Baker students take working break
A group of Baker University students acquired a few skills not learned in the classroom during their spring break last week. Some students helped put siding on a house. Others laid sod and cut landscape timbers for a flower garden. Several helped a church organization move its food pantry.
The working trip to Foley, Ala., has become a traditional spring break destination. This was the seventh year a group of students and Baker sponsors traveled to the town of 10,000 to help Habitat for Humanity projects.
Of the 27 students who made the trip, some were returning to the rewarding experience, and others were new to the work and gratification they would encounter.
"If I wasn't a senior, I would go again next year," said Summer May, one of the rookies. "It was a really wonderful experience. I'm glad I went because it was a good opportunity to help others less fortunate and we got to lay on the beach."
The students stayed in beach-front condominiums and spent some free time at the beach and shopping. However, their break was mostly full of hard work and two 16-hour bus trips.
"When it's time to work, we expect them to work hard and they did," said university minister Ira DeSpain, who has made the trip for five years.
One group of students helped put siding on a three-bedroom house being built by women for Habitat for Humanity. It will soon be home for Lorraine Williams, a single mother, and her three children. The family's previous home was destroyed by fire in October. Williams' 2-year-old twins died in the blaze.
Baker University students visited the twins' gravesite during their stay.
"It made us understand what we were doing it for," May said. "We weren't doing it for us. We were doing it for the mother, the family."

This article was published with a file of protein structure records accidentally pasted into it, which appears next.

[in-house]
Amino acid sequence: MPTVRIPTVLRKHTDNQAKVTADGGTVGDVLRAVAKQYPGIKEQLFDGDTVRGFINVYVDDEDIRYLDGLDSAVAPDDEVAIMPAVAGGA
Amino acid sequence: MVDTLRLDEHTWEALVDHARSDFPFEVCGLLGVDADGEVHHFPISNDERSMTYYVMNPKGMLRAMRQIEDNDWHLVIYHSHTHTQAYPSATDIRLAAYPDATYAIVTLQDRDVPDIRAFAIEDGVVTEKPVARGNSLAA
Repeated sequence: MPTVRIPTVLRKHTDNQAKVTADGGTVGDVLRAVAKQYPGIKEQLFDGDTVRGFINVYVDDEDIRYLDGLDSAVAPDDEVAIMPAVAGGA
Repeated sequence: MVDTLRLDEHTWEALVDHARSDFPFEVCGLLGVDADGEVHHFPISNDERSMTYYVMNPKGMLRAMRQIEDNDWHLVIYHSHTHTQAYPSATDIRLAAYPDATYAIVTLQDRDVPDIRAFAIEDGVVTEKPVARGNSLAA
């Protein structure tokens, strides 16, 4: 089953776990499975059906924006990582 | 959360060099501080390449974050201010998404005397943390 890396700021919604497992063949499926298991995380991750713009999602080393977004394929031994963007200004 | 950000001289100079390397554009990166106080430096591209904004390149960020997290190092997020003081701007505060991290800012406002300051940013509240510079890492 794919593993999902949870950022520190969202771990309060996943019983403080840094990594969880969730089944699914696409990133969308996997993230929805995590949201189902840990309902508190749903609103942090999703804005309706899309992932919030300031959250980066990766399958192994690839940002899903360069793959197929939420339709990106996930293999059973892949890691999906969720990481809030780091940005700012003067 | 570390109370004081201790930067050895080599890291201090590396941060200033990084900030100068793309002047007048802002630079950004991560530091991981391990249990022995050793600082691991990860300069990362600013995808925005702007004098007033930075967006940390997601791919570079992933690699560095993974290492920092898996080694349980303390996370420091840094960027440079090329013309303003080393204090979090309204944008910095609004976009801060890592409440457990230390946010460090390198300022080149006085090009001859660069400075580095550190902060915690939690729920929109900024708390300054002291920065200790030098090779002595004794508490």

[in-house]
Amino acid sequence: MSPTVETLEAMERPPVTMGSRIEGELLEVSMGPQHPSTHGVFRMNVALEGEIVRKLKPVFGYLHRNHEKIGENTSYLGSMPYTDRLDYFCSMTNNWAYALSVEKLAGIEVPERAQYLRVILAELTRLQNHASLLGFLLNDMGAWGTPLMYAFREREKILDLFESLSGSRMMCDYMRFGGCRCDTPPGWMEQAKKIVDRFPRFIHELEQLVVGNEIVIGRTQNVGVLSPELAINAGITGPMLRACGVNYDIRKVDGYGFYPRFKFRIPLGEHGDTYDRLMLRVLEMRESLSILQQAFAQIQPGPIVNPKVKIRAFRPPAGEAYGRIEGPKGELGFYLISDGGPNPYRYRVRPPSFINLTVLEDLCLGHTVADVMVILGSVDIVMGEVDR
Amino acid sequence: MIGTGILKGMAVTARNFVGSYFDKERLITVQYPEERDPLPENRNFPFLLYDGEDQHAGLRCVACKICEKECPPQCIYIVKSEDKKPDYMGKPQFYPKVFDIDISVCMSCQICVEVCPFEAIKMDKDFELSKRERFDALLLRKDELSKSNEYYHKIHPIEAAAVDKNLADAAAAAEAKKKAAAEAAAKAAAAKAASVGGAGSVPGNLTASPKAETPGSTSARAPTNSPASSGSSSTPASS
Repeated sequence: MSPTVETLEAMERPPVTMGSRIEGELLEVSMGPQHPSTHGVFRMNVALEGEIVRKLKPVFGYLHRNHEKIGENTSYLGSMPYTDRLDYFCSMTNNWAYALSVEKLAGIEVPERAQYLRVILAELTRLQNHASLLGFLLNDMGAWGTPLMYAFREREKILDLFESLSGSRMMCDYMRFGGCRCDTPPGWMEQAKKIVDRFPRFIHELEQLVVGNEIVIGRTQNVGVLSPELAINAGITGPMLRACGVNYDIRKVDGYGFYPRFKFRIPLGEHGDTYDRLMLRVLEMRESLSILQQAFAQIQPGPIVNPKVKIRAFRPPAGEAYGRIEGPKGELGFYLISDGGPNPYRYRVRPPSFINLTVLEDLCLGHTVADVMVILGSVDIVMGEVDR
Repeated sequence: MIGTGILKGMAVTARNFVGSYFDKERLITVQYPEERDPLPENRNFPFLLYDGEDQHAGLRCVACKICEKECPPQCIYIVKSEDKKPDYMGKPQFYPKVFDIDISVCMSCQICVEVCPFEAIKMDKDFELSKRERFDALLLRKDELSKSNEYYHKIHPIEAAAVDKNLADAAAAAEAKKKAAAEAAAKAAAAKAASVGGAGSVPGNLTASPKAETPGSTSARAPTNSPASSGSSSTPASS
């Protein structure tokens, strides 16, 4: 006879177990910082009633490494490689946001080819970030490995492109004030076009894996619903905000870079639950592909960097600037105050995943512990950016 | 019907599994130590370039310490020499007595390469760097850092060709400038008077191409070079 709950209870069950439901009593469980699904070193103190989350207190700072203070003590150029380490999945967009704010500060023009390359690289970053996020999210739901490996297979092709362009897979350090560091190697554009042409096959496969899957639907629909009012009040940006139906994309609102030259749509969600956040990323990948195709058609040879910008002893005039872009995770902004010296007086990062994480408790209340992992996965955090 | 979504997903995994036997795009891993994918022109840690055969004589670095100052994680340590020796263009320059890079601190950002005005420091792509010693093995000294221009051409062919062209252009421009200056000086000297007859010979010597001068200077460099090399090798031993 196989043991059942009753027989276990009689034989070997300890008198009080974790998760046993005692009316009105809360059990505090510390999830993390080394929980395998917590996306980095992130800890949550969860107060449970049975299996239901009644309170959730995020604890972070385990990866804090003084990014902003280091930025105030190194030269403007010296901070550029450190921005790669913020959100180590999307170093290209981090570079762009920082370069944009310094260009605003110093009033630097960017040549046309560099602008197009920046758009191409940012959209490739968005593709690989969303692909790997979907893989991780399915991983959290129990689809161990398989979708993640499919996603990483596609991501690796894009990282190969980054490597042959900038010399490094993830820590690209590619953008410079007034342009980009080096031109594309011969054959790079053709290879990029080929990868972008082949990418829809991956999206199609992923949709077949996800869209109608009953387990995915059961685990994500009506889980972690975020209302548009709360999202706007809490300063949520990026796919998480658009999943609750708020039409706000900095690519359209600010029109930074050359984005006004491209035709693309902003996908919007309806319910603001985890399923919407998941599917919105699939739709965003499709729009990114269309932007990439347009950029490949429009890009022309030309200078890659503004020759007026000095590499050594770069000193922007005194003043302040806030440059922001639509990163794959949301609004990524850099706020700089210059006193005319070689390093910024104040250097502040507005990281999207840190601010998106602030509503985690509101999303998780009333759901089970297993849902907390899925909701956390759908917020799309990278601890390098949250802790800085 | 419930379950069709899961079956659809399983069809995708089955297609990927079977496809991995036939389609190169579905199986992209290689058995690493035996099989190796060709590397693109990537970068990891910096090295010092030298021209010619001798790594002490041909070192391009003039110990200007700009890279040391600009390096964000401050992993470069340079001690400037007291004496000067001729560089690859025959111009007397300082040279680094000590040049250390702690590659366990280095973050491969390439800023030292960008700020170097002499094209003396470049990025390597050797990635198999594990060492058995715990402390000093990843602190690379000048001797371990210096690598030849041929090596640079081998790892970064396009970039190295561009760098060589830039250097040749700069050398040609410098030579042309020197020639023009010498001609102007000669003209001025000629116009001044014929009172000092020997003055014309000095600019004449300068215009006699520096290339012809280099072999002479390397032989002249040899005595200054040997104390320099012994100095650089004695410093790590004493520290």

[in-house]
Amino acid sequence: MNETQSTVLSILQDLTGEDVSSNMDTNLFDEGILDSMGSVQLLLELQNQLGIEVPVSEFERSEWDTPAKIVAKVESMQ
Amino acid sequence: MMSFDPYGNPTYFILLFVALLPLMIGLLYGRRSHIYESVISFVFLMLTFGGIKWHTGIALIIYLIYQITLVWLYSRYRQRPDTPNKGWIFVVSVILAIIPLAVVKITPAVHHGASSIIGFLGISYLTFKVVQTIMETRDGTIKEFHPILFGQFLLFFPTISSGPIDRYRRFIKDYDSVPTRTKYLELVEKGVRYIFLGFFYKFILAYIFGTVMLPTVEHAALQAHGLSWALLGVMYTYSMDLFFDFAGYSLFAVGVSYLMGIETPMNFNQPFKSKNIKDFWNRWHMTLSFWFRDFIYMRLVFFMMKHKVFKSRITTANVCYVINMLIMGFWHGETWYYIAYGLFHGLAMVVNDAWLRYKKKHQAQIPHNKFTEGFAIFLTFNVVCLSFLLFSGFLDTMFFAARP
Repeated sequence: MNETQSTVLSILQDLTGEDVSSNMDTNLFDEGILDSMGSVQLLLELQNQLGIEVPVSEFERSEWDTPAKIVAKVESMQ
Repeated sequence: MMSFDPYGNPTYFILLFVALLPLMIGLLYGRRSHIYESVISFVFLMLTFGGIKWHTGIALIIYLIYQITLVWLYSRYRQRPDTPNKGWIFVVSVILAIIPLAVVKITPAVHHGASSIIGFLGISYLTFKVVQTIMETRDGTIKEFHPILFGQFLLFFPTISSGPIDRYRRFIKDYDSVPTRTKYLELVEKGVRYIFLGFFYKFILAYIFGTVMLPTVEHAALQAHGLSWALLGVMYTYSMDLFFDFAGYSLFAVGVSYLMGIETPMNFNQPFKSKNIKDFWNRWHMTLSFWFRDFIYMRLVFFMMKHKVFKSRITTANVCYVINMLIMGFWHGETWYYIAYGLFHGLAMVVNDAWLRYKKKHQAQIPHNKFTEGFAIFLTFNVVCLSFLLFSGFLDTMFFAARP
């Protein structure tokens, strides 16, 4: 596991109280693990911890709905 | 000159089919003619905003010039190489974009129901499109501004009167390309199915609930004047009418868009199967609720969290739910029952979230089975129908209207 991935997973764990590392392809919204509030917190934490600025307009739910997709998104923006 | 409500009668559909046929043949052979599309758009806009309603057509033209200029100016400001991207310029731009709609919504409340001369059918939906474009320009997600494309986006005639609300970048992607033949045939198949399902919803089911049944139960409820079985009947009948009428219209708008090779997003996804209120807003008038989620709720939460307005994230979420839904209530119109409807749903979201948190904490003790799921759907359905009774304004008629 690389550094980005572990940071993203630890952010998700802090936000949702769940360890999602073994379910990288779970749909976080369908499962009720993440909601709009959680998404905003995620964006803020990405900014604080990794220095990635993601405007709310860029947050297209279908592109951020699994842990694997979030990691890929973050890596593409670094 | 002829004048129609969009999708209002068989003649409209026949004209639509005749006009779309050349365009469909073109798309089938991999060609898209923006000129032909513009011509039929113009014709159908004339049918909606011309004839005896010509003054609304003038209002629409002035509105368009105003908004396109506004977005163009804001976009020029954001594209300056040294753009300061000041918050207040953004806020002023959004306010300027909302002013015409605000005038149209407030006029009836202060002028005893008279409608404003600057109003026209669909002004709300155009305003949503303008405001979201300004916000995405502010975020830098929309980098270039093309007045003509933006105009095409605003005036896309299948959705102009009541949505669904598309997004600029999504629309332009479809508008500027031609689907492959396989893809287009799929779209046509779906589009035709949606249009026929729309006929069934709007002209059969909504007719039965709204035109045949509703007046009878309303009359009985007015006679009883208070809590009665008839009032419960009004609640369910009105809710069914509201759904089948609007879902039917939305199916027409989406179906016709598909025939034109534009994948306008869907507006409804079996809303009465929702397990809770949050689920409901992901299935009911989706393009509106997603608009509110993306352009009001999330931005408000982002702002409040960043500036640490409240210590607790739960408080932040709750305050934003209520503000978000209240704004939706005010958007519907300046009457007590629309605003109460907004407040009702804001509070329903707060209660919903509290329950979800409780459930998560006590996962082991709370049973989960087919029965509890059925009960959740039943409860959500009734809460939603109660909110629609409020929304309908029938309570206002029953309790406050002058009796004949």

DeSpain said that type of kindness from the students is easily generated on the spring break trip.
"I was real impressed. No one told them they had to do it," DeSpain said of visiting the cemetery. "It was their idea."
Another group of students laid sod and cut landscape timbers for a flower garden at a completed Habitat house. Yet another group helped the Christian Ecumenical Ministry move its food pantry to another location in Foley.
Their work was recognized by the community, through media coverage and by Habitat for Humanity founder Millard Fuller, who spoke to Baker students and other volunteers.
"The local people there embrace us in ways our students are surprised by," DeSpain said. "It is a real popular spring break area, the people there are used to students coming and trashing their town."
Fuller encouraged the students to bring their grandchildren to see the house they helped built, because it will still be giving shelter to families that many years from now, he said.
"He wanted them to know that during spring break, they were part of 8,600 college students working on Habitat projects," DeSpain said of Fuller's visit.
Baker students presented DeSpain a souvenir from the trip a piece of siding signed by Fuller and the students. For DeSpain, it was a souvenir of what was learned on the trip.
"One of my jobs at Baker is to create these type of chances," DeSpain said. " Helping within a community is part of becoming an educated person. It is incredibly gratifying to help students tune into that."
One thing is for sure, their work was appreciated.
"They worked so hard," said Habitat for Humanity secretary Vicki Roberson from Foley. "They helped us an awful lot. They got a lot of the vinyl siding up. They were a fun group of kids, and we appreciate the work they did."
DeSpain said the spring break trip fills up shortly after it is announced in January. The cost to the students is minimal, as part of the trip is paid for through the ministry budget and gifts, such as a donation made this year by the Baker class of 1964.
"We try to keep the cost to students low, so the trip can be open for those who want to go, who it would be meaningful for," DeSpain said.
Traveling to Alabama were: Leslie Torrez, Ann Wilkinson, Rebecca Ewert, Summer May, Andy Taylor, Kami Winchell, Diana Sylvester, Allison Apple, Steve Ard, Emily Comstock, Sarah Butler, Mark Goodwin, Kate Staupp, Kristen Perkins, Christina Fenton, Rachel Durante, Marti and Vince Schroeder, Olivia Skrdlant, Julie Waruszewski, Brenna Kirk, Amy Vega, Nicole Schwartz, Melanie Seute, Carrie Lodge, Cindy Dengel, Ira DeSpain, Susan and Todd Hoffman, and Grace Vaughn.
More like this story
- Lenexa man suspected of injuring kids, damaging cars
- Baldwin police department warns of counterfeit money
- PAC available for Baldwin City community tornado shelter but users asked to follow rules
- Kansas changing notification for vehicle tag renewals
- Kansas governor signs nation's 1st ban on abortion procedure